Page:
I didn’t intend to start a community and I’m not sure if I have.
I created Fountain City Meditation as a project because I was inspired to serve others by providing meditation instruction and encouragement. People need a lot of encouragement in meditation practice, I think. And if I can reach people that aren’t being reached right now, that’s even better. I think many meditation communities might not be as focused on encouragement as they could be. People need a support system for their practice and to me THAT is the central role of a meditation/spiritual community.
I was teaching in a Buddhist community here in Kansas City for a while and then one day I wasn’t anymore. That’s not something to get into here except to say that my inspiration to help and encourage others didn’t just go away, so I spent time thinking about what I can do.
I have considered asking some of the other wonderful communities here in town if they’d be willing to bring me on as a teacher, to work together. But so far I haven’t asked. I have a fear of rejection, I think. Teaching in an established community would be pretty great though. Insecurity is a weird thing.
I recorded an episode of my podcast Scharpening the Mind with my friend Daniel Symes on the subject of community because I think it’s an interesting subject. You can listen to that podcast here:
Is Fountain City Meditation a community?
I tried to create a situation where people come meditate with a minimum of baggage. We’re outside, so some of the intimidation of entering a new place isn’t there. Some people just come once, and some people come over and over. Some people come alone and some people bring friends. Many of the people that come just do the sitting practice and leave, without talking to anyone. I think that’s really great because I’m happy to welcome the most introverted among us. I think a lot of really shy people stay away from spiritual communities because they’re nervous about meeting new people. I know that when I first became interested in meditation practice, I had some issues around being reluctant to go meet people.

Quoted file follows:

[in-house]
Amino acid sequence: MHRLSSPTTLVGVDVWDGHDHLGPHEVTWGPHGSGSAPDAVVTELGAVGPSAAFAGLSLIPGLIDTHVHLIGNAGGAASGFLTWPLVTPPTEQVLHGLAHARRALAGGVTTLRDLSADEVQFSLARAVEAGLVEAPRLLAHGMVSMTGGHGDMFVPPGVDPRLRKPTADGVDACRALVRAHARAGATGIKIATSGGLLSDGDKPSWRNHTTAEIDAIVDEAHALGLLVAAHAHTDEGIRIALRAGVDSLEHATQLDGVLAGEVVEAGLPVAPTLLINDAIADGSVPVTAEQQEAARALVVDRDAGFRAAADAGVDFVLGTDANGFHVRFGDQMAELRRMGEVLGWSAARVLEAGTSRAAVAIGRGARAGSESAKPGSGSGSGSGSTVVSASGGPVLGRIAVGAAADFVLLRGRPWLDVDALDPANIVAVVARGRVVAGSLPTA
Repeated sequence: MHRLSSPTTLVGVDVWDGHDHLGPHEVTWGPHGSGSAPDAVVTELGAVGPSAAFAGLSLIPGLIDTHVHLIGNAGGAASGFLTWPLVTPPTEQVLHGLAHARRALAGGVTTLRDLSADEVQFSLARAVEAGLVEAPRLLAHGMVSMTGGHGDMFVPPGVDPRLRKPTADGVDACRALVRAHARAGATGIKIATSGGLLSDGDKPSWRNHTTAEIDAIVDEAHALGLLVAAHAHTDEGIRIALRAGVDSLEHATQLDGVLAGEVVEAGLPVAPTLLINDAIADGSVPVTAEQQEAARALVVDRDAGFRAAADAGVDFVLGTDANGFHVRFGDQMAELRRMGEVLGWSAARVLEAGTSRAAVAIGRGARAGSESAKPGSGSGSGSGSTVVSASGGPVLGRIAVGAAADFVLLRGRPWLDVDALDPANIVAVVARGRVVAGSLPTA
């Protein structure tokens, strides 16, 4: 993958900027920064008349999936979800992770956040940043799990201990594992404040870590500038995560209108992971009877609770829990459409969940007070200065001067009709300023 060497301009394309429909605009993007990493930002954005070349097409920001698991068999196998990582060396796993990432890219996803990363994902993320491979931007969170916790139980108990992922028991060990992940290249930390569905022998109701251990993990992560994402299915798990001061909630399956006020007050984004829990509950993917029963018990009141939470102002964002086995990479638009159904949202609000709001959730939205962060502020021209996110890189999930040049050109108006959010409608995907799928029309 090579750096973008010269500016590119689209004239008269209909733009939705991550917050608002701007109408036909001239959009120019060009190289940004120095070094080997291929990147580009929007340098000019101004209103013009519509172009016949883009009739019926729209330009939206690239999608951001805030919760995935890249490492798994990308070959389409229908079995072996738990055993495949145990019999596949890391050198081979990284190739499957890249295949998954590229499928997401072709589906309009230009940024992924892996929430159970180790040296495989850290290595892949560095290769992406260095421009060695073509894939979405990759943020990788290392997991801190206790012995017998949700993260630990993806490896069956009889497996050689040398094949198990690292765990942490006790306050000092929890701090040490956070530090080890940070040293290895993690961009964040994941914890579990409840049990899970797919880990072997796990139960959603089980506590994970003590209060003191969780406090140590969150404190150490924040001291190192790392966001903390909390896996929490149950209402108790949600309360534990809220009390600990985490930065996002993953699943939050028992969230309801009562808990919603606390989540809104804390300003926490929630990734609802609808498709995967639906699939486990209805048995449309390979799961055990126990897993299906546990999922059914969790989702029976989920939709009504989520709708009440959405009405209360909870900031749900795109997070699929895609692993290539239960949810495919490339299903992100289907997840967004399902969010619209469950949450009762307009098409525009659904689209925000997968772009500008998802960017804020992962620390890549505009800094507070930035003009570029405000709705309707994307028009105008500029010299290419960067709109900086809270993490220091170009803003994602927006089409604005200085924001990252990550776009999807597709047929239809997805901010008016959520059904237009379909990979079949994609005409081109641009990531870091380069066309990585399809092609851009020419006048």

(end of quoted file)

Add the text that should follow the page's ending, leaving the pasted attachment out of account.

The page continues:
You don’t have to meet anyone to come to Fountain City Meditation.
Also, there’s no religion or ritual attached to what we’re doing.
I call it meditation without baggage. My hope is that people who are devoutly religious (of whatever kind) and people who don’t like religion could be equally comfortable coming to one of these events. I’m hoping that by doing outdoor events I can attract people who, for various reasons, don’t really want to go to temples or yoga studios or other traditional settings. Going inside an unfamiliar place can intimidate people too.
There’s no membership, I’m not trying to sell anything and I don’t even ask for donations. The great thing about meeting in a public outdoor space is that it doesn’t cost me anything (there are downsides too, of course) so I don’t need to take donations. All I’m spending is my time.
That might not seem like a big deal, but I know some people stay away from communities because they feel guilty when donations are being accepted. I want to reach people that feel weird when they hear the word “donation”.
I wanted to create a situation where all the things that scare people off or make people reluctant aren’t present.
I’m not sure if I’m achieving that, but I do think there are people that are interested in meditation that aren’t being reached by traditional efforts.
If we’re a community, we’re a community full of non-joiners.
Non-joiners could use some encouragement too.
Is Fountain City Meditation a community? I think that’s not up to me.
It’s up to you. What do you think?
want to come meditate with me? You can here:
A while back I wrote an article for Patheos on the subject of Buddhist communities. You can see it here:
I created an all new website for Fountain City Meditation.
If it’s going to grow and be a community, it deserves it’s own website. This is still very much a work in progress, but have a look:
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